Broadcast giants Star were expected to be BCCI’s first choice of preference given Sony Pictures Network India’s (SPNI) stranglehold over the Indian Premier League rights that are already up for renewal. SPNI enjoys a first-rights-of-refusal clause in its contract with the BCCI and market experts reckon them to retain the lucrative property.
IPL Overseas, or the mini-IPL as it had been termed earlier, can thus be seen as an appeasement of sorts for the party losing out on the bigger IPL rights. The BCCI plans to discuss its strategy for the first time with the franchises, who happen to be its biggest stakeholders in the league.”They’ll be calling for a meeting soon, probably within the next two weeks,” a franchise official said.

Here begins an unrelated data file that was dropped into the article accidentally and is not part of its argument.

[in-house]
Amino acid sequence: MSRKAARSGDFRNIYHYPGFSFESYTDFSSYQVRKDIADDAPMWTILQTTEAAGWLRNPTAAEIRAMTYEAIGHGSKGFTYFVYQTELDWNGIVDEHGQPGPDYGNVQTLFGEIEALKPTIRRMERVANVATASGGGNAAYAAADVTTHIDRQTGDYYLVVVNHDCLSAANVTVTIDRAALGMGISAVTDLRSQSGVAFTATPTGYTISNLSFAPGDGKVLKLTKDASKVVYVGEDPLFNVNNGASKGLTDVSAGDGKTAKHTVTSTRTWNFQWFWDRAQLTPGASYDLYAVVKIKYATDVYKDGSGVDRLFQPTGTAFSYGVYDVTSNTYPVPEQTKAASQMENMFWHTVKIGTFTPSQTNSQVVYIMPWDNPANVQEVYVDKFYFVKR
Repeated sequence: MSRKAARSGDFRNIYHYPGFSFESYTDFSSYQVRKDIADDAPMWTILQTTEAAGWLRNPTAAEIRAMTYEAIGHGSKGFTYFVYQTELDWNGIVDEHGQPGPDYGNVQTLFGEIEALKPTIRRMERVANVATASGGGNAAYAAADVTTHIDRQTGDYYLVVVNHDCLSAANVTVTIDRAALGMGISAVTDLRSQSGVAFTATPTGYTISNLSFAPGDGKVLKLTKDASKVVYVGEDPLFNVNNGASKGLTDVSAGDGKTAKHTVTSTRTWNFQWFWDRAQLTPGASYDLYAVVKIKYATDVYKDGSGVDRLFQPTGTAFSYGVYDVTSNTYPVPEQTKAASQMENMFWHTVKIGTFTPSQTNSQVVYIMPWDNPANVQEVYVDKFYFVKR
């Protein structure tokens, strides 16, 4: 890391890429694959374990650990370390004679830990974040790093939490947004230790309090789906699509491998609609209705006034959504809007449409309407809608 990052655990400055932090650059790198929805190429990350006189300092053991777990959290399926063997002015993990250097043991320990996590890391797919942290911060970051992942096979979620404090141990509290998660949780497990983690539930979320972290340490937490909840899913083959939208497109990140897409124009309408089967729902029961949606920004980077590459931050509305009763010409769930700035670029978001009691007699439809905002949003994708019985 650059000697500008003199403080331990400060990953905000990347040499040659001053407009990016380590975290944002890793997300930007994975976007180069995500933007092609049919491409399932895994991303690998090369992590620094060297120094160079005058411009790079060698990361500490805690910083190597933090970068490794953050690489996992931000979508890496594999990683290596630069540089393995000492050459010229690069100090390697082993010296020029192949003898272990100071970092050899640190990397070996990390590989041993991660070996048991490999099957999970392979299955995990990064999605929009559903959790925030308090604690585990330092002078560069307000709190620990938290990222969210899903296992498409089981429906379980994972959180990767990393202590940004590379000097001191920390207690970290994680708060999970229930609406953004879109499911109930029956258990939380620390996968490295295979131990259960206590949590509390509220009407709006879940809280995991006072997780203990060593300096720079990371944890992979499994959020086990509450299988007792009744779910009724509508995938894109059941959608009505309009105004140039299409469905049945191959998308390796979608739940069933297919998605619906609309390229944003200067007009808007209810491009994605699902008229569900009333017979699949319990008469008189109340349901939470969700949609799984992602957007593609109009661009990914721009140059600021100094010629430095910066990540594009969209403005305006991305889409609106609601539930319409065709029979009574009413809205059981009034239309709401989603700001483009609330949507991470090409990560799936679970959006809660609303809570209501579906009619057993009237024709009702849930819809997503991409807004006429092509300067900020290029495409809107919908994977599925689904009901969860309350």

The IPL Overseas will be slotted in early Sept, precisely a week after India’s tour of the West Indies gets over. The tournament is a replacement for the T20 Champions League, a tripartite between the Indian cricket board and its Australian and South African counterparts, which was discontinued post the 2014 edition. There were varying views coming in on where the tournament is likely to be hosted. While a source following the broadcast developments said North America could be the destination and the Indian cricketers are likely to be flown there straight from the Caribbean, an official from the cricket industry said UAE is more likely to host the tournament considering the time zone which could suit Indian television viewers.
The BCCI is yet to bring out a blueprint for IPL overseas, where details in terms of finances, operations, player availability, player fees and more need to be ascertained. Moreover, franchises that earned half-a-million dollars as appearance fees every year in the CL are waiting to know what awaits them in this arrangement.